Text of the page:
Monday, July 05, 2010
Seven Pillars of Wisdom, beginning at the end
The subtitle of T.E. Lawrence’s Seven Pillars of Wisdom is “A Triumph,” and yet he frames the story in such elegiac terms; it is a story, he writes, of “what we felt, what we hoped, what we tried” and you can feel the teleology of tragic failure even before he makes it explicitly clear that “Damascus” was where the train went off the rails, where the light of “Arab freedom” failed. This dissonance has to be the point of it, I suspect, because there is simply too much brilliant, glorious erudition here, too much incredible prose to let the subtitle be simply a bitter irony. This book is titanic, operatic; if anything (I find myself shocked to suggest), David Lean’s Lawrence of Arabia is the paler, less ambitious copy. This is not the story of the light that failed; this feels like a story of success in failure.
I’m just getting into this as a reading project—and feel free to join me—so I’m still talking in terms of feelings, a sense of how the book works that I’m trying to pin down without trying to prove yet. But if you’ve seen David Lean’s movie—and if you haven’t, what’s the matter with you?—you probably know what he’s talking about, the triumph that wasn’t: having won the war against the Ottomans, Lawrence‘s Arabs fall apart when they have to create order out of the victory, and can‘t. This ending is present from the very beginning; as he puts it in the introduction,
“…when we achieved and the new world dawned, the old men came out again and took our victory to re-make in the likeness of the former world they knew. Youth could win, but had not learned to keep: and was pitiably weak against age. We stammered that we had worked for a new heaven and a new earth, and they thanked us kindly and made their peace.”
It’s not quite clear to me yet whether this is an Arab youth or not, if the problem is, in his mind, a basic insufficiency of the Arabs themselves as a people. It’s true that when he sets down the historical backdrop for the Arab Revolt, he tells the story of the middle ages as opening with Muslim conquests but closing with a Turkish bureaucratic consolidation made possible by some particular insufficiencies of “the Semitic mind”:
The first great rush round the Mediterranean had shown the world the power of an excited Arab for a short spell of intense physical activity; but when the effort burned out the lack of endurance and routine in the Semitic mind became as evident. The provinces they had overrun they neglected, out of sheer distaste of system, and had to seek the help of their conquered subjects, or of more vigorous foreigners, to administer their ill-knit and inchoate empires. So, early in the Middle Ages, the Turks found a footing in the Arab States, first as servants, then as helpers, and then as a parasite growth which choked the life out of the old body politic.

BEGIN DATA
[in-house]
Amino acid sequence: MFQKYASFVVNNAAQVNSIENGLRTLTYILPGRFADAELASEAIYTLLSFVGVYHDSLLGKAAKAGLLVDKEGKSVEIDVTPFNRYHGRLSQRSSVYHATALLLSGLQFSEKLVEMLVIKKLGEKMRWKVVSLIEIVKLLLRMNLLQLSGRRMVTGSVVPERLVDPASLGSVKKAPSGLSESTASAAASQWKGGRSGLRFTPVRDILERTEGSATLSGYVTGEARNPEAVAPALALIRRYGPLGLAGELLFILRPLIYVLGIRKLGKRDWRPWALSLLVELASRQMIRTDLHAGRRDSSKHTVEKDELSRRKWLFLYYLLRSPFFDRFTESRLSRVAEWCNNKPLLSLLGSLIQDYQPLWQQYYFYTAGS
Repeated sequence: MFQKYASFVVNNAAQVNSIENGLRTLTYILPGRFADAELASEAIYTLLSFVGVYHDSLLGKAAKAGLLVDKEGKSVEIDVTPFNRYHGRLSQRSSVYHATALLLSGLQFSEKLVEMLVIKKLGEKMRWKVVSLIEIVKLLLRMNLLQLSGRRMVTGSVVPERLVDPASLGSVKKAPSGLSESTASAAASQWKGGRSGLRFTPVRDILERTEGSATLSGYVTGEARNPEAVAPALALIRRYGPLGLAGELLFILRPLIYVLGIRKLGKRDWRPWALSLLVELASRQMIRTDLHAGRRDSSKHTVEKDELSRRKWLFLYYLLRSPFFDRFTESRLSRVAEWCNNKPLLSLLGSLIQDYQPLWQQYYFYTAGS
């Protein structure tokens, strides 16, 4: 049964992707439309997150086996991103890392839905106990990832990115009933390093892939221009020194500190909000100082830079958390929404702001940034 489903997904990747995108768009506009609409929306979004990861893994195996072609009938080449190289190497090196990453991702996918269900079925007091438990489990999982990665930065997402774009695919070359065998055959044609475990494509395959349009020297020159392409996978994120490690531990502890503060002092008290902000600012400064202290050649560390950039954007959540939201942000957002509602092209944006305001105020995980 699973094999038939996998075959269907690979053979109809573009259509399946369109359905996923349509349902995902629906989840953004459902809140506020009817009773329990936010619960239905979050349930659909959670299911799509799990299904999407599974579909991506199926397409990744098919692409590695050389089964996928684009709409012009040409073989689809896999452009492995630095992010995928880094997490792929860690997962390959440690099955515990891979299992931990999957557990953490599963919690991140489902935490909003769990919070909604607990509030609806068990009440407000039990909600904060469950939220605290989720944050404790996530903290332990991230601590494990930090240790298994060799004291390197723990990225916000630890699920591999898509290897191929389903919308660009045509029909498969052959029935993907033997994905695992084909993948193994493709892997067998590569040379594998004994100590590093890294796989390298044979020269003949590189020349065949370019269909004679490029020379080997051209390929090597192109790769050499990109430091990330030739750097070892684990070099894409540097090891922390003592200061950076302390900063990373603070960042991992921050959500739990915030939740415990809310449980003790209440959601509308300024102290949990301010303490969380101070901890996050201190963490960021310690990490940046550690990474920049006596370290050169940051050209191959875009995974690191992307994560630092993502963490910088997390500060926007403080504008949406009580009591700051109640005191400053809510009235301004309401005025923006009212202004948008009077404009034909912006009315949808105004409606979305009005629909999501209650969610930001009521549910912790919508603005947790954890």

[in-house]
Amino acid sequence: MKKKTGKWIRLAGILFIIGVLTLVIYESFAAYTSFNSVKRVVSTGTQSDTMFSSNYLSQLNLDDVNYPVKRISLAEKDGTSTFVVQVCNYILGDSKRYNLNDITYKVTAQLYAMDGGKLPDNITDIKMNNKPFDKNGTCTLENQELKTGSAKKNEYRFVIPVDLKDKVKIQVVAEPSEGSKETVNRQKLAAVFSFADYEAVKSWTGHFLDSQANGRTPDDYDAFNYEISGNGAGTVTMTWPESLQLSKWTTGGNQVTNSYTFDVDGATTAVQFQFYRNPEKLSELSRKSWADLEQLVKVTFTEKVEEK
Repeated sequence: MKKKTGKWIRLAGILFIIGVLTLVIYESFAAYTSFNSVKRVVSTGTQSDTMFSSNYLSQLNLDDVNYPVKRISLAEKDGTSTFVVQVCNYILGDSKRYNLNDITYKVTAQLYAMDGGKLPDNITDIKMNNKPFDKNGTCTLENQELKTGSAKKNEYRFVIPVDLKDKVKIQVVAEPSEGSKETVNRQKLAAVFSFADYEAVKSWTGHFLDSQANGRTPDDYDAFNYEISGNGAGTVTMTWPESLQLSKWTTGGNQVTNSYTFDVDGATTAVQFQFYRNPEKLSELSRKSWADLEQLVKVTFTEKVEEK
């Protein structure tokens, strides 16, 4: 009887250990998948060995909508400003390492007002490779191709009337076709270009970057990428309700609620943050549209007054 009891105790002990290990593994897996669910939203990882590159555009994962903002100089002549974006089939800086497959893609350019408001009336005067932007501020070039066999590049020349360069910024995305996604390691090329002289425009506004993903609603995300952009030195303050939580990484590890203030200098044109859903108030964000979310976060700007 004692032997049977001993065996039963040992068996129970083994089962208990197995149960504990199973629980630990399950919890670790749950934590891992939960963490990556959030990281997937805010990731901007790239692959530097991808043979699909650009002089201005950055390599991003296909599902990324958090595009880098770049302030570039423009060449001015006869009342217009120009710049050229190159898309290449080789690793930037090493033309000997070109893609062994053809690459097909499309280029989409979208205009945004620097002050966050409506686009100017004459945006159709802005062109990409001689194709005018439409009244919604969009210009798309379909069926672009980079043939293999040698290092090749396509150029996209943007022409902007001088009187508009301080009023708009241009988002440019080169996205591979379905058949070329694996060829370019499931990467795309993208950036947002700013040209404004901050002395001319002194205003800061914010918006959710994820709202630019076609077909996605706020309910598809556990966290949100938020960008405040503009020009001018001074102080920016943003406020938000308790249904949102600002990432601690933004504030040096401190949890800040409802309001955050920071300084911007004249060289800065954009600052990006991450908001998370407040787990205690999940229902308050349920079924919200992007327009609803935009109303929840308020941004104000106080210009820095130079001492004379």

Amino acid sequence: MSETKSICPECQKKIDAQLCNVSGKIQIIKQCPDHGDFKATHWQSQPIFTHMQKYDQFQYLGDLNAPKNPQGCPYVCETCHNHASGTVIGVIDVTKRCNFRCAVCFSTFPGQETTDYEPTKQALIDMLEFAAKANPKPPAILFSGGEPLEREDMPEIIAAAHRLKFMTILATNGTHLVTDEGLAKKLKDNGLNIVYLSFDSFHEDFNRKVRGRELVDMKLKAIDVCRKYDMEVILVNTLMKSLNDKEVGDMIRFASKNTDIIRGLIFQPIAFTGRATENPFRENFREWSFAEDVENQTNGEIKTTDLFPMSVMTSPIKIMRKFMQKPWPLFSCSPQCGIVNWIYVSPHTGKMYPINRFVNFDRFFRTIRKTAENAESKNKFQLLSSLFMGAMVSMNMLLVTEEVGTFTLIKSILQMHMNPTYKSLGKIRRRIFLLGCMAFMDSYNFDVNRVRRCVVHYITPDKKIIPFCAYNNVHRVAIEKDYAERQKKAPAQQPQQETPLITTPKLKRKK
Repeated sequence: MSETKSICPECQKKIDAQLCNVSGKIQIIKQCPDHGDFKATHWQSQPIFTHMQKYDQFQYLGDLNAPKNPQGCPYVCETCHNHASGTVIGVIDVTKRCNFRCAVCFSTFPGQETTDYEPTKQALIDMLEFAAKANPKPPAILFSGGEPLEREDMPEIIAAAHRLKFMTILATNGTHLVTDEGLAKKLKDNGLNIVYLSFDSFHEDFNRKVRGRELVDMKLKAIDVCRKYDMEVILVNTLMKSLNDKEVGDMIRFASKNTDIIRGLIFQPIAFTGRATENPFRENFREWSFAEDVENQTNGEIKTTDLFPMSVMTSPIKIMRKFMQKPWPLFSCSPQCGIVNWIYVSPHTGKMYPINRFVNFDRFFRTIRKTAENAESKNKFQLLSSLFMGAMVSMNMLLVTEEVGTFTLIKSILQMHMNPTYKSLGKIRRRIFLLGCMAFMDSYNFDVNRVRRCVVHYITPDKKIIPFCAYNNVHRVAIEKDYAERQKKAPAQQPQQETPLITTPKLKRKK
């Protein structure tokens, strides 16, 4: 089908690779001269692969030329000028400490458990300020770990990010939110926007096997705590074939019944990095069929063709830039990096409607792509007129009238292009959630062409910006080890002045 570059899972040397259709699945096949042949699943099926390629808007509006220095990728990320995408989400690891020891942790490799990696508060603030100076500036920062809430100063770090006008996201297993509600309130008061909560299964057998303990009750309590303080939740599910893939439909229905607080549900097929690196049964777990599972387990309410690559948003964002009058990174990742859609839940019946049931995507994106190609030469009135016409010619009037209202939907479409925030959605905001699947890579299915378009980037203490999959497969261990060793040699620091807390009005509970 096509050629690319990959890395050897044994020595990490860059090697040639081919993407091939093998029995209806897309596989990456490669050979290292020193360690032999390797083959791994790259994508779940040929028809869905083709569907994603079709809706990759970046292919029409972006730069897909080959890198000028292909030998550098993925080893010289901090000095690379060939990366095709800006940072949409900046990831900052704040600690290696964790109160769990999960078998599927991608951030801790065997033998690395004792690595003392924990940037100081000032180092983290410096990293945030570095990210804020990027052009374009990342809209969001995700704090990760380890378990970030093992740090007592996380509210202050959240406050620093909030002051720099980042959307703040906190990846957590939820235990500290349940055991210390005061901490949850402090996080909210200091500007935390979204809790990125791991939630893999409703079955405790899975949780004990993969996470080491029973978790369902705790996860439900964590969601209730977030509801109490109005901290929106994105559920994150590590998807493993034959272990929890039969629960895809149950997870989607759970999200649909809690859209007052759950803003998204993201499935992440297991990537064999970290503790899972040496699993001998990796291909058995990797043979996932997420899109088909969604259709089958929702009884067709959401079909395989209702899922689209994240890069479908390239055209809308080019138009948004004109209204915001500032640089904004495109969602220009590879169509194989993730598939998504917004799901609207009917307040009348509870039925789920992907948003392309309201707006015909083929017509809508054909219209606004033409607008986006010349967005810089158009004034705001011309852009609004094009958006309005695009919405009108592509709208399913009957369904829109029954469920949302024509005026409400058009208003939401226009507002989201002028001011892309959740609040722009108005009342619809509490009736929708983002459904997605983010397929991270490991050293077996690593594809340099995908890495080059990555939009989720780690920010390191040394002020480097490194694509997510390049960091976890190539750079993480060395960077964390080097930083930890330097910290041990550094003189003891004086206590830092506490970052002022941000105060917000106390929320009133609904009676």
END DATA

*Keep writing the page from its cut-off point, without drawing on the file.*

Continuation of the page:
Certainly this picture of a “Semitic mind” with its will to conquer but no ability to govern is not one his narrative will do much to disprove, and you can see why people like Edward Said saw in Lawrence just the typical—if modern—Orientalist adventurer. But as I happen to have been re-reading Orientalism recently (and have been, parenthetically, struck by how much better parts of it are than I remember), his account of Lawrence is almost completely un-salvageable, so burdened by the broad thesis that he had to do so much work in 1978 to prove that its particularity and individuality as a text is almost completely lost.* The easiest Orientalist reading of the text would be one where the Arab Revolt was betrayed by the Arabs, by their “sheer distaste of system,” and yet what can we do with Lawrence’s frank admissions and complete foregrounding of British perfidy? What do we with his bitter clarity in describing how Britain not only openly lied about their intentions but made the well-intentioned Lawrence their tool in doing so? He is quite clear that their trust in him, as a person, was always misplaced because of the fickle, fraudulent empire he served; while “[t]he Cabinet raised the Arabs to fight for us by definite promises of self-government afterwards,” he emphasizes that while these promises were believed because the institutional bureaucracy made him their face to the Arabs, there was never any real intent to hold to the promises Lawrence found himself making:
“Arabs believe in persons, not in institutions. They saw in me a free agent of the British Government, and demanded from me an endorsement of its written promises. So I had to join the conspiracy, and, for what my word was worth, assured the men of their reward. In our two years’ partnership under fire they grew accustomed to believing me and to think my Government, like myself, sincere. In this hope they performed some fine things, but, of course, instead of being proud of what we did together, I was bitterly ashamed.